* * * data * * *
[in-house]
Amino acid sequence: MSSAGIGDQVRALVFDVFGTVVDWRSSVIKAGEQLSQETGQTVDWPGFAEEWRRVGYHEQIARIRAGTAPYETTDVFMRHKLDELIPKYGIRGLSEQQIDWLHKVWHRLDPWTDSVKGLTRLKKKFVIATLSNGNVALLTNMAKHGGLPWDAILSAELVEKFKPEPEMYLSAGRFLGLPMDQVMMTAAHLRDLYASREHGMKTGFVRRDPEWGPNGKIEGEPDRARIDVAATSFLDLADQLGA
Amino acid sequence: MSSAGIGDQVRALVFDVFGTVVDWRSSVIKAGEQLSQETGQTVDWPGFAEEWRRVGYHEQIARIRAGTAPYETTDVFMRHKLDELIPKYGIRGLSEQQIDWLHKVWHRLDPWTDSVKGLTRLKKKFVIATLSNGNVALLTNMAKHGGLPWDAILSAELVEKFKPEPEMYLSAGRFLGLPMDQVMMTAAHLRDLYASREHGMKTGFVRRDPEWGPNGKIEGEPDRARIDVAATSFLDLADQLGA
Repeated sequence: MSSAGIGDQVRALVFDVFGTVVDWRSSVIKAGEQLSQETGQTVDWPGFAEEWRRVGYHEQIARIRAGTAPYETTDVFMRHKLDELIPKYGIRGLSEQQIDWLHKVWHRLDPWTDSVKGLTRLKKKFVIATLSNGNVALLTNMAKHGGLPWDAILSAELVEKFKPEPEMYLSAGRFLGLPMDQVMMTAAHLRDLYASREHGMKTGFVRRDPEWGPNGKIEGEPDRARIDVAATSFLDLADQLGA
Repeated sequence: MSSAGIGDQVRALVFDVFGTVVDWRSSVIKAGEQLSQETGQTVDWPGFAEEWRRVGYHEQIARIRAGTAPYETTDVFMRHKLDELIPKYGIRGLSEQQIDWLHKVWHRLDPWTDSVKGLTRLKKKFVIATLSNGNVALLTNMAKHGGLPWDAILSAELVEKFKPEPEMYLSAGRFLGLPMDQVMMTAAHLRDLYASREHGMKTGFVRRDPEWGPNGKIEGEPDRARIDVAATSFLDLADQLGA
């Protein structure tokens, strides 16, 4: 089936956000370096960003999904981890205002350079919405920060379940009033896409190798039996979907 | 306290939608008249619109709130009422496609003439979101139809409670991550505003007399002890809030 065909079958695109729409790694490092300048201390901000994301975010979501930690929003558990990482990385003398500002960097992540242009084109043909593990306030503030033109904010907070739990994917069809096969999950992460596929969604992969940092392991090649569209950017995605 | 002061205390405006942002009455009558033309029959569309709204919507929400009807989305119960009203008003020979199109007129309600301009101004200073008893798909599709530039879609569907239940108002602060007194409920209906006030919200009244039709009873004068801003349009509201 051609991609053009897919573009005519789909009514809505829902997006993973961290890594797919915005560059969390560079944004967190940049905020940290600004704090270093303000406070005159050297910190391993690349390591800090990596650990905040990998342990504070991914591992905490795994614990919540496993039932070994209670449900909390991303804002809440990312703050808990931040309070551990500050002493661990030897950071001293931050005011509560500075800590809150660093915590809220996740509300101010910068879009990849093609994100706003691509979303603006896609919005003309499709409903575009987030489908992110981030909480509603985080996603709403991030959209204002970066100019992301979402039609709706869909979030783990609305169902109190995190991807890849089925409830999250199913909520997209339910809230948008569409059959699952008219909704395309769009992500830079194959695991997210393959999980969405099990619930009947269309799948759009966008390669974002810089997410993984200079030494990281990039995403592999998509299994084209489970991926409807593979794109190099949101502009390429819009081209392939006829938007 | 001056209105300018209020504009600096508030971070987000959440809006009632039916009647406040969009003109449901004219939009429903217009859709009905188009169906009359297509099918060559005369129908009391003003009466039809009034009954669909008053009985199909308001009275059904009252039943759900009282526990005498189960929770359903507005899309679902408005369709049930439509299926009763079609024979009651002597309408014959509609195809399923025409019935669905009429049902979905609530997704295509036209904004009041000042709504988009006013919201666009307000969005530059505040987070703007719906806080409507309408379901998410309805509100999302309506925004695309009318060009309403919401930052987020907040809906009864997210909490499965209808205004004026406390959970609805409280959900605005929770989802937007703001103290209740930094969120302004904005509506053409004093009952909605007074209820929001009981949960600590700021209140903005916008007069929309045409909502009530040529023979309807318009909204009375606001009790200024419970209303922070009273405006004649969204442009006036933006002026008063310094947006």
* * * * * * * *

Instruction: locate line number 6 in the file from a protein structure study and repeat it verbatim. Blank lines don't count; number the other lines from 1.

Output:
């Protein structure tokens, strides 16, 4: 089936956000370096960003999904981890205002350079919405920060379940009033896409190798039996979907 | 306290939608008249619109709130009422496609003439979101139809409670991550505003007399002890809030 065909079958695109729409790694490092300048201390901000994301975010979501930690929003558990990482990385003398500002960097992540242009084109043909593990306030503030033109904010907070739990994917069809096969999950992460596929969604992969940092392991090649569209950017995605 | 002061205390405006942002009455009558033309029959569309709204919507929400009807989305119960009203008003020979199109007129309600301009101004200073008893798909599709530039879609569907239940108002602060007194409920209906006030919200009244039709009873004068801003349009509201 051609991609053009897919573009005519789909009514809505829902997006993973961290890594797919915005560059969390560079944004967190940049905020940290600004704090270093303000406070005159050297910190391993690349390591800090990596650990905040990998342990504070991914591992905490795994614990919540496993039932070994209670449900909390991303804002809440990312703050808990931040309070551990500050002493661990030897950071001293931050005011509560500075800590809150660093915590809220996740509300101010910068879009990849093609994100706003691509979303603006896609919005003309499709409903575009987030489908992110981030909480509603985080996603709403991030959209204002970066100019992301979402039609709706869909979030783990609305169902109190995190991807890849089925409830999250199913909520997209339910809230948008569409059959699952008219909704395309769009992500830079194959695991997210393959999980969405099990619930009947269309799948759009966008390669974002810089997410993984200079030494990281990039995403592999998509299994084209489970991926409807593979794109190099949101502009390429819009081209392939006829938007 | 001056209105300018209020504009600096508030971070987000959440809006009632039916009647406040969009003109449901004219939009429903217009859709009905188009169906009359297509099918060559005369129908009391003003009466039809009034009954669909008053009985199909308001009275059904009252039943759900009282526990005498189960929770359903507005899309679902408005369709049930439509299926009763079609024979009651002597309408014959509609195809399923025409019935669905009429049902979905609530997704295509036209904004009041000042709504988009006013919201666009307000969005530059505040987070703007719906806080409507309408379901998410309805509100999302309506925004695309009318060009309403919401930052987020907040809906009864997210909490499965209808205004004026406390959970609805409280959900605005929770989802937007703001103290209740930094969120302004904005509506053409004093009952909605007074209820929001009981949960600590700021209140903005916008007069929309045409909502009530040529023979309807318009909204009375606001009790200024419970209303922070009273405006004649969204442009006036933006002026008063310094947006």